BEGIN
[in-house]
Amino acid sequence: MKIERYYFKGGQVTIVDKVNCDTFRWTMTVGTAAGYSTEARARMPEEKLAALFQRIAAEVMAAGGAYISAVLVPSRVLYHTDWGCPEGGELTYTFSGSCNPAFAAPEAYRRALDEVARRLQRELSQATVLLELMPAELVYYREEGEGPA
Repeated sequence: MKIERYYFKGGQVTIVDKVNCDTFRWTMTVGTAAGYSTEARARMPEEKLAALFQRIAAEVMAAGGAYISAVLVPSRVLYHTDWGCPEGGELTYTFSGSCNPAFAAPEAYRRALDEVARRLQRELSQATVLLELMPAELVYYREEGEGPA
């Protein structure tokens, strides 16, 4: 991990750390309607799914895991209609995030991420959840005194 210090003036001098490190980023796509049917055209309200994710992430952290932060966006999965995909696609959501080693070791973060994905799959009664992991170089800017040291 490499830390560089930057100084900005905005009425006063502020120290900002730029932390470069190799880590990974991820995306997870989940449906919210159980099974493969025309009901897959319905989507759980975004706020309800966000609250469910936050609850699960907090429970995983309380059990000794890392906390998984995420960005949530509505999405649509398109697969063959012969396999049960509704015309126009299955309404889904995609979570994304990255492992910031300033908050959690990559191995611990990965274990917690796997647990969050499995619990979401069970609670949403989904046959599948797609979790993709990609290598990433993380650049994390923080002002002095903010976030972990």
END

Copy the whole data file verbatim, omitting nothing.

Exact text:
[in-house]
Amino acid sequence: MKIERYYFKGGQVTIVDKVNCDTFRWTMTVGTAAGYSTEARARMPEEKLAALFQRIAAEVMAAGGAYISAVLVPSRVLYHTDWGCPEGGELTYTFSGSCNPAFAAPEAYRRALDEVARRLQRELSQATVLLELMPAELVYYREEGEGPA
Repeated sequence: MKIERYYFKGGQVTIVDKVNCDTFRWTMTVGTAAGYSTEARARMPEEKLAALFQRIAAEVMAAGGAYISAVLVPSRVLYHTDWGCPEGGELTYTFSGSCNPAFAAPEAYRRALDEVARRLQRELSQATVLLELMPAELVYYREEGEGPA
């Protein structure tokens, strides 16, 4: 991990750390309607799914895991209609995030991420959840005194 210090003036001098490190980023796509049917055209309200994710992430952290932060966006999965995909696609959501080693070791973060994905799959009664992991170089800017040291 490499830390560089930057100084900005905005009425006063502020120290900002730029932390470069190799880590990974991820995306997870989940449906919210159980099974493969025309009901897959319905989507759980975004706020309800966000609250469910936050609850699960907090429970995983309380059990000794890392906390998984995420960005949530509505999405649509398109697969063959012969396999049960509704015309126009299955309404889904995609979570994304990255492992910031300033908050959690990559191995611990990965274990917690796997647990969050499995619990979401069970609670949403989904046959599948797609979790993709990609290598990433993380650049994390923080002002002095903010976030972990």